Years later Peck found himself working in the prison system with the most hardened of criminals.  He had the opportunity to run the same test with these inmates.  Unlike the successful population, there was no clear pattern of what they thought was important to them but the one thing that most identifies within the first four was their self-image.  The prisoners were conscious of the importance of what others thought of them, what their reputation was like.

The difference is stark.  It seems that successful people are driven by internal motives, what is good for them while unsuccessful ones are concerned by external factors like what will people think about them.  This difference explains their behaviour.  Ineffective people seek their happiness from external sources; a new car, a big house, people who love them and if they can’t get these things legitimately they take them in the belief they will be happy.  A quick analysis of any crime will conclude that the perpetrator took something or someone against the other’s will for their own benefit.

Before I make the case for encouraging teachers to foster self-love in their students I will clarify one thing.  Self-love is not about self-obsession the driving force of narcissism.  In a previous Newsletter I discussed the modern phenomena of over-indulged children and you often hear others making comments like ‘he/she loves his or her-self’.  This is not what I describe as self-love.  Self-love is the virtue of compassion, kindness and affection towards one’s self.

I advocate for the necessity to ‘teach’ the property of self-love to our students.  But this cannot be done through ‘direct-instruction’; formal lessons will have limited impact on a child’s sense of self but we can provide the conditions where self-love can emerge from the conditions in our classrooms.  This is achieved by the school and all the staff modeling the following values and while supporting practices that will lead to the students developing these standards.  The school should also abstain from the practices that undermine self-love.

So to the values we should live by:

1. Live Consciously

At the core of self-love is the acceptance of your-self.We have to acknowledge differences to others we have both externally, in our physical world and understand our internal feelings and beliefs are ours.It is our right to keep these to ourselves or share them.This belief includes the acceptance of our values and our right to defend these or modify them if we choose.

Most importantly we consider our-self to be equal to others in our right for dignity and respect.We do not consider that right to worthiness to be better than or worse than any others, we are all worthy.However, we do accept that others may have more talent or prestige in some areas that we will acknowledge without jealousy.

2. Responsibility

We live in a community that lives by certain social rules and we understand we accept this.We will not profit at the expense of others and claim no special rights or privileges.If we disagree with others we will address the issue with dignity and with compassion towards others however we will not be exploited.We have the right to be received with respect as well as the responsibility to practice that respect to others.We can resist manipulation and collaborate only when it is appropriate and desirable.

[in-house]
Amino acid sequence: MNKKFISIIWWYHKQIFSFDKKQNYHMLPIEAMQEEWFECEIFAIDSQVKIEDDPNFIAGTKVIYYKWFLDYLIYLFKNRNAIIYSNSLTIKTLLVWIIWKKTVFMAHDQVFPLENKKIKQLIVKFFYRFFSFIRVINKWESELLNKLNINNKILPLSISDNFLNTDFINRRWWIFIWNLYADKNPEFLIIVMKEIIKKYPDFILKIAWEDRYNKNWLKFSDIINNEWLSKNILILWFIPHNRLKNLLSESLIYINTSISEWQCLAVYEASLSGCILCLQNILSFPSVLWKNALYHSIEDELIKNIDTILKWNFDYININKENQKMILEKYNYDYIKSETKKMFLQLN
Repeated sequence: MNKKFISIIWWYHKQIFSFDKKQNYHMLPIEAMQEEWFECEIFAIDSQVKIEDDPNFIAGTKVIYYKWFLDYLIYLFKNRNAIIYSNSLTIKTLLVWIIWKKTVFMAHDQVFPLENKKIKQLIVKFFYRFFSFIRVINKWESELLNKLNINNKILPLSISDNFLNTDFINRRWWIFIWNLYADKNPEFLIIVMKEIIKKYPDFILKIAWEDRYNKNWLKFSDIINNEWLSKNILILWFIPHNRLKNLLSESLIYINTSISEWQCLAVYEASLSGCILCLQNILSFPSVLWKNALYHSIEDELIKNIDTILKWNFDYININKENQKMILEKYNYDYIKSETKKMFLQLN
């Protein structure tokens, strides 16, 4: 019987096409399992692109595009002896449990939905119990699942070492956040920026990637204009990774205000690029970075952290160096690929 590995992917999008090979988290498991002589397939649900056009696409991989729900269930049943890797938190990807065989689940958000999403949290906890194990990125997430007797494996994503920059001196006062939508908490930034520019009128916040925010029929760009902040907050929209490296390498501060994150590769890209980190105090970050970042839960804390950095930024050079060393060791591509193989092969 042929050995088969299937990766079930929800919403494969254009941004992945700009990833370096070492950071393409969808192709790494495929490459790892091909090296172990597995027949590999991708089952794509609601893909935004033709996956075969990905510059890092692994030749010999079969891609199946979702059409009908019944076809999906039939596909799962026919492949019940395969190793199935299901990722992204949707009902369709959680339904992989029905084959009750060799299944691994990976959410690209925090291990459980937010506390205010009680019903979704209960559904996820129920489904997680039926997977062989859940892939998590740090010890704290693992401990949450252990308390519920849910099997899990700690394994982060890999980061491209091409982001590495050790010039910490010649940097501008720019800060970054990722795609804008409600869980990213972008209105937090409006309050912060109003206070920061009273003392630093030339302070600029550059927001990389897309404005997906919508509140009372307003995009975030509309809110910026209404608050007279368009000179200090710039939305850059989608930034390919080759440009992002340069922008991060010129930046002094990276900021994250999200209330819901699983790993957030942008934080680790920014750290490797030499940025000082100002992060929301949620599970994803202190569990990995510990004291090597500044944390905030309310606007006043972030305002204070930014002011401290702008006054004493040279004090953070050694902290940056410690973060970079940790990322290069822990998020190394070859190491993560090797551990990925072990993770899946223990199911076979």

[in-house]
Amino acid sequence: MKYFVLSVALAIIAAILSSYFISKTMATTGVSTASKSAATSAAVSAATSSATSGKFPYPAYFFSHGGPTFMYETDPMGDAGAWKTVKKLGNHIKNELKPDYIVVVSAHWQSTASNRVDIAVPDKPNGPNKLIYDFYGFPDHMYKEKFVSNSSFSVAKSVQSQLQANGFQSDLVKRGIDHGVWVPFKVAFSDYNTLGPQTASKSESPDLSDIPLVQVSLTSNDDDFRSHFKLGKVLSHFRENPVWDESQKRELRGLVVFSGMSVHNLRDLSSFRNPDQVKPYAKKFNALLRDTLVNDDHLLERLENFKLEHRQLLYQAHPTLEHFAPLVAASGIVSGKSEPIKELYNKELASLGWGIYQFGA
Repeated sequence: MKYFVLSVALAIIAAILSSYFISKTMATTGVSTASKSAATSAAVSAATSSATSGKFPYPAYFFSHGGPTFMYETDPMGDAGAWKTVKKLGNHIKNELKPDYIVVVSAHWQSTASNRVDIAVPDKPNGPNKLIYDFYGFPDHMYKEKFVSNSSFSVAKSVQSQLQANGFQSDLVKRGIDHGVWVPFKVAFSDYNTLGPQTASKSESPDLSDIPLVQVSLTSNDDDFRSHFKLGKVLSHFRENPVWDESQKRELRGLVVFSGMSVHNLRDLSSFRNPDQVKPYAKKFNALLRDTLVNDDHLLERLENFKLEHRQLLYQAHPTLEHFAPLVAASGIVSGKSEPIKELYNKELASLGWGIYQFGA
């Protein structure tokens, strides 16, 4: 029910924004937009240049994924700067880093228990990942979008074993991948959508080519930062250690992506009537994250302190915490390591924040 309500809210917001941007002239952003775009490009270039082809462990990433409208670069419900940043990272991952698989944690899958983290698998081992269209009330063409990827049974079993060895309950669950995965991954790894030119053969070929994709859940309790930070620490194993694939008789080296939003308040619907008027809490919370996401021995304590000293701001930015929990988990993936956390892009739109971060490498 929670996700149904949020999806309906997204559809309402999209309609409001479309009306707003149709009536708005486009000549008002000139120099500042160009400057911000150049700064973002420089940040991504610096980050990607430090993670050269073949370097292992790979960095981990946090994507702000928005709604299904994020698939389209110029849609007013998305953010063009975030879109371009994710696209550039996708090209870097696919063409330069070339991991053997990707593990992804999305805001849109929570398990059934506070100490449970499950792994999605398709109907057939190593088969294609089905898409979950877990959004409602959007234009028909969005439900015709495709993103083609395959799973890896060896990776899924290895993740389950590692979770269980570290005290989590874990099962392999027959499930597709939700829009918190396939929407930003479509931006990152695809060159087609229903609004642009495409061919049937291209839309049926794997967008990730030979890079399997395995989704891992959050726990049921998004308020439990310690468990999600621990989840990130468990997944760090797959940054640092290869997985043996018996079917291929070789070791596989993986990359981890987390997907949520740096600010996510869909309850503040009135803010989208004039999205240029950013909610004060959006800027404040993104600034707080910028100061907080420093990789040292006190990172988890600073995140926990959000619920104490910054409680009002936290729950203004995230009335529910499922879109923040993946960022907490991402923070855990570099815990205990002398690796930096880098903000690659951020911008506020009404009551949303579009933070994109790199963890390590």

We don’t fret agonize over past event nor are we overly concerned about possible future happening.We focus on what is our task now and complete that with a view for future rewards.That is we have the capacity to delay gratification.

3. Self-Efficacy

Finally we have self-respect, confident in the way we live our lives.We know we are worthy of love and friendship and we can expect to achieve success and happiness in our lives.

We know we can learn new skills and make appropriate choices and we are assured in our judgment and confident in our capacity to solve problems.


Some schools equate making their students feel good with building their self-esteem.  It is obvious that providing the conditions that develop self-love are far from ‘making the kids feel happy’, these qualities are tough to live by and hard to maintain and just maybe self-love comes from us providing tough-love for all our kids.

Posted by: AT 12:01 am   |  Permalink   |  0 Comments  |  Email
Sunday, June 04 2017

ADHD is Real but What Does this Mean for Teachers?                          

Over the years teachers have been suspicious of the diagnosis Attention Deficit Hyperactivity Disorder (ADHD).  It seemed that every child who presented with behavioural problems came with, or soon obtained that special diagnosis.  I believe a reason for this is that some parents use the diagnosis as a justification for their child’s misbehaviour and a reason to abdicate their permission for schools to deliver consequences.